Bethlehem Press

Saturday, February 16, 2019
A banner providing an overview of the South New Street Enhancement Streetscape Project at a public meeting Oct. 17. A banner providing an overview of the South New Street Enhancement Streetscape Project at a public meeting Oct. 17.
PRESS PHOTOS BY STEPHEN ALTHOUSEKeiko Cramer, a principal with the WRT engineering firm, addresses the audience on the South New Street Enhancement Streetscape Project Oct. 17. PRESS PHOTOS BY STEPHEN ALTHOUSEKeiko Cramer, a principal with the WRT engineering firm, addresses the audience on the South New Street Enhancement Streetscape Project Oct. 17.

Project continues accepting feedback

Monday, November 19, 2018 by Stephen Althouse Special to the Bethlehem Press in Local News

Rarely does anyone ask you to help them spend $1 million.

But designers of the South New Street Enhancement Streetscape Project did Oct. 17. The WRT engineering firm – which is leading the effort – held two public meetings about how the revitalized street corridor would best serve the public. The open house took place at 306 S. New St.

Bethlehem received a $1 million state grant last year to refurbish South New Street, from the Fahy Bridge to Lehigh University’s Farrington Square.

“We have already completed a basic analysis of may of the issue and challenges facing the street,” Keiko Cramer, a principal with WRT, told the assembled crowd during the afternoon session of the open house.

The firm’s conceptual design was devised over a three-month period and constitutes about 30 percent of the entire project’s timeline. During a power point presentation, Cramer presented an overview of WRT’s plan. The goal is to create increased accessibility to the street and corridor, while maintaining safety. A successful project would “develop an identity” for this gateway into the city’s South side, she said. In addition, it would connect the street, sidewalk and the city’s South Bethlehem Greenway.

“We are now really interested in hearing what the public has to say about what can be improved or changed,” Cramer said.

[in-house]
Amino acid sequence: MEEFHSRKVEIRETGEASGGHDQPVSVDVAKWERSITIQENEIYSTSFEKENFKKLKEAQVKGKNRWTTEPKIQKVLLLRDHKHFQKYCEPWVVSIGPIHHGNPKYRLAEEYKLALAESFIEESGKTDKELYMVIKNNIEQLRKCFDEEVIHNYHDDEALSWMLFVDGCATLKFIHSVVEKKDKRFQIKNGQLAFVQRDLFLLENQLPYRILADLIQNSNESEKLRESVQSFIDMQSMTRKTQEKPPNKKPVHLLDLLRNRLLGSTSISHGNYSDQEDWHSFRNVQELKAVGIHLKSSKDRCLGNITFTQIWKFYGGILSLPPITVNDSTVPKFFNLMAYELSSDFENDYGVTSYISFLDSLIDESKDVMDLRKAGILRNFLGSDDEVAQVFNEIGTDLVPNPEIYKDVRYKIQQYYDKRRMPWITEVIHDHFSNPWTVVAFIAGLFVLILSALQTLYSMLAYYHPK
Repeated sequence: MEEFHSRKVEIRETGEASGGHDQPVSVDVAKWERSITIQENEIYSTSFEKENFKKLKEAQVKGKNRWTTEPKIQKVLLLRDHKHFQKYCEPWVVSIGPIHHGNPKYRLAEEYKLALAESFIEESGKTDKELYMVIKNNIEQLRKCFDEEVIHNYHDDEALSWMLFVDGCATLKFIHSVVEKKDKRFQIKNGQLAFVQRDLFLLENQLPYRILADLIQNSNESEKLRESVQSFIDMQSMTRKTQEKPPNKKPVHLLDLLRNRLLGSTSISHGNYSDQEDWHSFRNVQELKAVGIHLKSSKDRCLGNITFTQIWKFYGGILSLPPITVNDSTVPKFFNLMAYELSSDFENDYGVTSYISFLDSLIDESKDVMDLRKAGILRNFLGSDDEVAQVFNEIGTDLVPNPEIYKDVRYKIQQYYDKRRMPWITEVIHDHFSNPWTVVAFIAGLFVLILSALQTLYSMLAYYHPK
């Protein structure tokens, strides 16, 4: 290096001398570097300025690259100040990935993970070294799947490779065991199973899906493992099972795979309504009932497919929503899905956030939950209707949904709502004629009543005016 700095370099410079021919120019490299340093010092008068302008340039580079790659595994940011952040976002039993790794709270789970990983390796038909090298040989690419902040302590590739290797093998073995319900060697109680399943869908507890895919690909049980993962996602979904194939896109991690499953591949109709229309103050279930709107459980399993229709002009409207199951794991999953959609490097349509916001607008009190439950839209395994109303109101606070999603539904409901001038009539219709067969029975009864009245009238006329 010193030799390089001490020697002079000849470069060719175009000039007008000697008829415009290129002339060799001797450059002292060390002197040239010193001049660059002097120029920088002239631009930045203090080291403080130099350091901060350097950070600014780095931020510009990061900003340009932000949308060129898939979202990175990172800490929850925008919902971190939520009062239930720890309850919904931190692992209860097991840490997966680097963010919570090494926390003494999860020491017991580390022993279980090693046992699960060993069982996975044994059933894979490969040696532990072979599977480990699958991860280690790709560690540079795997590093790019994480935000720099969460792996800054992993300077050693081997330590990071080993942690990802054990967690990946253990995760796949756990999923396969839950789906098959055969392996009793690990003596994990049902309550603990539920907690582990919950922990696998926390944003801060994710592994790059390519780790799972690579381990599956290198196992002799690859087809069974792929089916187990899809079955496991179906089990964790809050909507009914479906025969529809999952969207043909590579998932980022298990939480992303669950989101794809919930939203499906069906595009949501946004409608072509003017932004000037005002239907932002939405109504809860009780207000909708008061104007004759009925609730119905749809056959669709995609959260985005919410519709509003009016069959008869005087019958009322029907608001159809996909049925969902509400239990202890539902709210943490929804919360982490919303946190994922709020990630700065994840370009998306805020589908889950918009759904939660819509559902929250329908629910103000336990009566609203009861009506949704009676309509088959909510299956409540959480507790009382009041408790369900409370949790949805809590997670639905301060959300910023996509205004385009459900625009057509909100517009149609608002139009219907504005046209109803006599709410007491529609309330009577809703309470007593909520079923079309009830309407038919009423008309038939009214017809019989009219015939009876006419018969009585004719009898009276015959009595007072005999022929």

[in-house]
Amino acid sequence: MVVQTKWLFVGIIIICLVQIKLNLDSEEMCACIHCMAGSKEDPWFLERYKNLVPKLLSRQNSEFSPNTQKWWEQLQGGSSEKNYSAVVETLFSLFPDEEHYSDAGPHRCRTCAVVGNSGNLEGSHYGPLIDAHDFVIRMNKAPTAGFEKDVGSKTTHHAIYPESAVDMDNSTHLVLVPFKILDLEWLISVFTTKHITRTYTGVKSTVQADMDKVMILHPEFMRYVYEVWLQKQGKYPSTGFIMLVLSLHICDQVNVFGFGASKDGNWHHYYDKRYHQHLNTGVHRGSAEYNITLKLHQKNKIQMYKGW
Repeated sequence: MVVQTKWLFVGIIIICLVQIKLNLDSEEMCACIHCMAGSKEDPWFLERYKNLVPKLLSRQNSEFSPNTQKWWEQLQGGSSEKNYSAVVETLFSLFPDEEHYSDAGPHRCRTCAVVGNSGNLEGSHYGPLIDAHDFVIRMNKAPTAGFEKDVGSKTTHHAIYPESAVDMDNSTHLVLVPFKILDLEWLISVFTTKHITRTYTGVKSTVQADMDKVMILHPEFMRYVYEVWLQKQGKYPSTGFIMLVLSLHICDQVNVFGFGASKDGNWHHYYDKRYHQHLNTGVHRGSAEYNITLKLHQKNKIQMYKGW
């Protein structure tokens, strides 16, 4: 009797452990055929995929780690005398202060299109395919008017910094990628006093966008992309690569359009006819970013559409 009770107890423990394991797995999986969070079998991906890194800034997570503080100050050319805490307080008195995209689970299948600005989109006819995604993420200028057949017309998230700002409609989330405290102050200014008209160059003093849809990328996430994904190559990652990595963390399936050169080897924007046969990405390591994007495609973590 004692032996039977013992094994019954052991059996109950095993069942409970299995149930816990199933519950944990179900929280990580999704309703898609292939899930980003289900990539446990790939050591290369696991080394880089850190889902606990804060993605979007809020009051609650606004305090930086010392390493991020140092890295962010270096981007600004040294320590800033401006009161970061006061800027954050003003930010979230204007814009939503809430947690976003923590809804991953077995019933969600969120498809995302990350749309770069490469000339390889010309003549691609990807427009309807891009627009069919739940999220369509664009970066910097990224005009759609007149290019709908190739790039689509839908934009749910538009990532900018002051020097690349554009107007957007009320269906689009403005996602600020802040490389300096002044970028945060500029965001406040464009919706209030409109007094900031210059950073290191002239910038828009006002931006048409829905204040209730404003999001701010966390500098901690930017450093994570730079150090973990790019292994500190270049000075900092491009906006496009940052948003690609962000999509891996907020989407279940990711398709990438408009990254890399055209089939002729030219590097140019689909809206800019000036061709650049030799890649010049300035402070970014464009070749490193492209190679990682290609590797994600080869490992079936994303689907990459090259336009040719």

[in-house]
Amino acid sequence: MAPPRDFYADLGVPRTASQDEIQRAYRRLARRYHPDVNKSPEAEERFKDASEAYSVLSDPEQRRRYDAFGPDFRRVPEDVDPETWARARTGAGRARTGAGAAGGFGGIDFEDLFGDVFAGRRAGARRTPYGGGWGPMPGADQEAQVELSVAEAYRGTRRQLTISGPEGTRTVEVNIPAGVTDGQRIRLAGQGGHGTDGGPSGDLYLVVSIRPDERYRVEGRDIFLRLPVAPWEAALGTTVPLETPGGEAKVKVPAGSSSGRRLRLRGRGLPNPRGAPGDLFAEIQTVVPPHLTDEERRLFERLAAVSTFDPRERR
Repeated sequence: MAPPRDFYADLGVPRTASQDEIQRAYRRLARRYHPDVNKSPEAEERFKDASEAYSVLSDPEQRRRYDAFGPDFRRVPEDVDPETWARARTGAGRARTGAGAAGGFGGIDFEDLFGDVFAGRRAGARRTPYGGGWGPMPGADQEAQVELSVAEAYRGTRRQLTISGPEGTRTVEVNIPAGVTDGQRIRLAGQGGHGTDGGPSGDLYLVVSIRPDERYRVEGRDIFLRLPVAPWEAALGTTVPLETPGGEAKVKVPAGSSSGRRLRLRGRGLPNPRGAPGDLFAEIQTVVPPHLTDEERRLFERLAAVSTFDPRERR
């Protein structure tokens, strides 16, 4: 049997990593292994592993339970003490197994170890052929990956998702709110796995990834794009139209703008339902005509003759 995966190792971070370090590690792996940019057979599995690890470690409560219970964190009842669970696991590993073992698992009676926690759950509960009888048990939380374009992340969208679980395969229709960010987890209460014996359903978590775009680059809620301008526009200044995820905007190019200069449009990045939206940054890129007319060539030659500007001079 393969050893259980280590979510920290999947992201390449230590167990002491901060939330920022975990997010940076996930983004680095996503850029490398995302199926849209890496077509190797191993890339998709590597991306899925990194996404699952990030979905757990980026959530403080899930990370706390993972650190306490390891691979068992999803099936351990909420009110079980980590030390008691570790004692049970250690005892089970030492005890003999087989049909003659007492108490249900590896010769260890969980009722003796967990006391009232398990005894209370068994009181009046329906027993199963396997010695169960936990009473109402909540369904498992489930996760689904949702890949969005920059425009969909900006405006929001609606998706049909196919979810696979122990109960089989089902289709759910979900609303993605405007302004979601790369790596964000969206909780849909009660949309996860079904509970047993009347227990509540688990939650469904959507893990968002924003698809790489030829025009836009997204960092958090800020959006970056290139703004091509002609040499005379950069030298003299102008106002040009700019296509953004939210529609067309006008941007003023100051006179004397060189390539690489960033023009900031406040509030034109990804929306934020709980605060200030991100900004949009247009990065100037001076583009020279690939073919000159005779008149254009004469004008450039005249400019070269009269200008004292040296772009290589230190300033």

Some of the public input gathered Oct. 17 will be implemented into the project’s preliminary design, which will be done over the next few months.

The method used for public feedback was informal, although many in attendance wrote or used stickers to share their thoughts on large banners taped to the walls. Most of the banners posed specific questions, and were divided into general categories that represented WRT project goals.

One section sought feedback about how people use the street currently, while another section focused on what activities and programs those who attended wanted to see.

For example, one of the questions centered around safety and accessibility, and specifically, what would make a “pedestrian-friendly street?” Four categories were contained on the sheet and respondents then placed an orange “sticky dot” in one of four answer blocks. The answers included bump-outs, crosswalk art, lighting and planting. An empty space was also designated where respondents could supply any answer they wished.

In this category, a slight majority of respondents thought bump-outs would be most effective with cross walk art a close second.

Another section of questions were termed the “character section,” which sought attendees’ vision for the street. Those questions included what would make an “iconic gateway to Southside?” Of the four listed responses, a majority of people indicated a plaza area would be the best option. In second place was adding art structures, with a bus shelter and additional lighting receiving fewer votes.

Another question asked what “would make a cohesive streetscape?” Responses to this question received a virtual tie between two answers – street furniture and graphics – with two other responses – lighting and special paving – coming in third and fourth respectively.

A final question asked what would make the project successful. While there were no prompted responses, the majority of respondents would be to create an environment that would be arts-centric, with more pedestrian and lighting and access to help keep the area safe.